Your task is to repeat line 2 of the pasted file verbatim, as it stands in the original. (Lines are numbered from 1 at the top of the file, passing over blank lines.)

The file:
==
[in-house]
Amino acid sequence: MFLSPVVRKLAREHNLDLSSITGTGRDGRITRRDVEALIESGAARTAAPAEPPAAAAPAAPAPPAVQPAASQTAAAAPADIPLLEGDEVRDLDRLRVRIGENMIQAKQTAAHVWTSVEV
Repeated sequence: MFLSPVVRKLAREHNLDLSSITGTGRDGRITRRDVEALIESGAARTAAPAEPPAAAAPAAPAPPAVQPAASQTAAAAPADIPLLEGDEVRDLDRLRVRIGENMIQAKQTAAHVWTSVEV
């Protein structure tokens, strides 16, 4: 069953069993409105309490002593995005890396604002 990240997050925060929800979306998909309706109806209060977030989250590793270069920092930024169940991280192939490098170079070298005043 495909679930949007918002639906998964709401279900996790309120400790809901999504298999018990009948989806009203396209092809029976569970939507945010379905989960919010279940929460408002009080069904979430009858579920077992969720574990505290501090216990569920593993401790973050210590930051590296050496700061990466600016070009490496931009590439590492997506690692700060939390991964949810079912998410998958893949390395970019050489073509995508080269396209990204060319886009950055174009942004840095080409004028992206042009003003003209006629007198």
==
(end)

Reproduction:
Amino acid sequence: MFLSPVVRKLAREHNLDLSSITGTGRDGRITRRDVEALIESGAARTAAPAEPPAAAAPAAPAPPAVQPAASQTAAAAPADIPLLEGDEVRDLDRLRVRIGENMIQAKQTAAHVWTSVEV